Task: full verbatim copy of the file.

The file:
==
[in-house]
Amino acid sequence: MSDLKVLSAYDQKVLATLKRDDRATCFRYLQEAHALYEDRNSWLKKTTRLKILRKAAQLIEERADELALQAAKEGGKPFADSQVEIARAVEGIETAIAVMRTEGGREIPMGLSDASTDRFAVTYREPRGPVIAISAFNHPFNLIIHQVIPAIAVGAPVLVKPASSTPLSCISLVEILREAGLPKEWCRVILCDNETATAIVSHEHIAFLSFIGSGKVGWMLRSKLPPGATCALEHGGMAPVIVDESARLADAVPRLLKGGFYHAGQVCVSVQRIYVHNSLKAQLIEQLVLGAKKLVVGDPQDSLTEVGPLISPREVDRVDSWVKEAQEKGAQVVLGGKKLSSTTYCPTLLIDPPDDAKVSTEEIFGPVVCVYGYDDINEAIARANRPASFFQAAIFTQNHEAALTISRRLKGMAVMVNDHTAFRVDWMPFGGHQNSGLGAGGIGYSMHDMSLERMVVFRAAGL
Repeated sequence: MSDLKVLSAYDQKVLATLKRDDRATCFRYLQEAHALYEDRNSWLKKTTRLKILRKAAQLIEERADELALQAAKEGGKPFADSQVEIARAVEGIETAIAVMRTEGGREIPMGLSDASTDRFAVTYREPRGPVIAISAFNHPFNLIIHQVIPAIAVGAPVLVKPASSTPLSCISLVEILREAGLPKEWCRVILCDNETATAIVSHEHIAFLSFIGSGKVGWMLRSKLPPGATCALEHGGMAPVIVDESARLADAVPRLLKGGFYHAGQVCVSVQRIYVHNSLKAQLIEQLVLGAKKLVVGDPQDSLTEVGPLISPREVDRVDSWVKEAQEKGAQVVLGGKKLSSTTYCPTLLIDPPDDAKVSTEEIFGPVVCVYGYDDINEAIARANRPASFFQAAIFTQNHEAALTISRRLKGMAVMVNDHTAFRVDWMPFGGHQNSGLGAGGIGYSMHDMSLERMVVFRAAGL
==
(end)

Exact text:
[in-house]
Amino acid sequence: MSDLKVLSAYDQKVLATLKRDDRATCFRYLQEAHALYEDRNSWLKKTTRLKILRKAAQLIEERADELALQAAKEGGKPFADSQVEIARAVEGIETAIAVMRTEGGREIPMGLSDASTDRFAVTYREPRGPVIAISAFNHPFNLIIHQVIPAIAVGAPVLVKPASSTPLSCISLVEILREAGLPKEWCRVILCDNETATAIVSHEHIAFLSFIGSGKVGWMLRSKLPPGATCALEHGGMAPVIVDESARLADAVPRLLKGGFYHAGQVCVSVQRIYVHNSLKAQLIEQLVLGAKKLVVGDPQDSLTEVGPLISPREVDRVDSWVKEAQEKGAQVVLGGKKLSSTTYCPTLLIDPPDDAKVSTEEIFGPVVCVYGYDDINEAIARANRPASFFQAAIFTQNHEAALTISRRLKGMAVMVNDHTAFRVDWMPFGGHQNSGLGAGGIGYSMHDMSLERMVVFRAAGL
Repeated sequence: MSDLKVLSAYDQKVLATLKRDDRATCFRYLQEAHALYEDRNSWLKKTTRLKILRKAAQLIEERADELALQAAKEGGKPFADSQVEIARAVEGIETAIAVMRTEGGREIPMGLSDASTDRFAVTYREPRGPVIAISAFNHPFNLIIHQVIPAIAVGAPVLVKPASSTPLSCISLVEILREAGLPKEWCRVILCDNETATAIVSHEHIAFLSFIGSGKVGWMLRSKLPPGATCALEHGGMAPVIVDESARLADAVPRLLKGGFYHAGQVCVSVQRIYVHNSLKAQLIEQLVLGAKKLVVGDPQDSLTEVGPLISPREVDRVDSWVKEAQEKGAQVVLGGKKLSSTTYCPTLLIDPPDDAKVSTEEIFGPVVCVYGYDDINEAIARANRPASFFQAAIFTQNHEAALTISRRLKGMAVMVNDHTAFRVDWMPFGGHQNSGLGAGGIGYSMHDMSLERMVVFRAAGL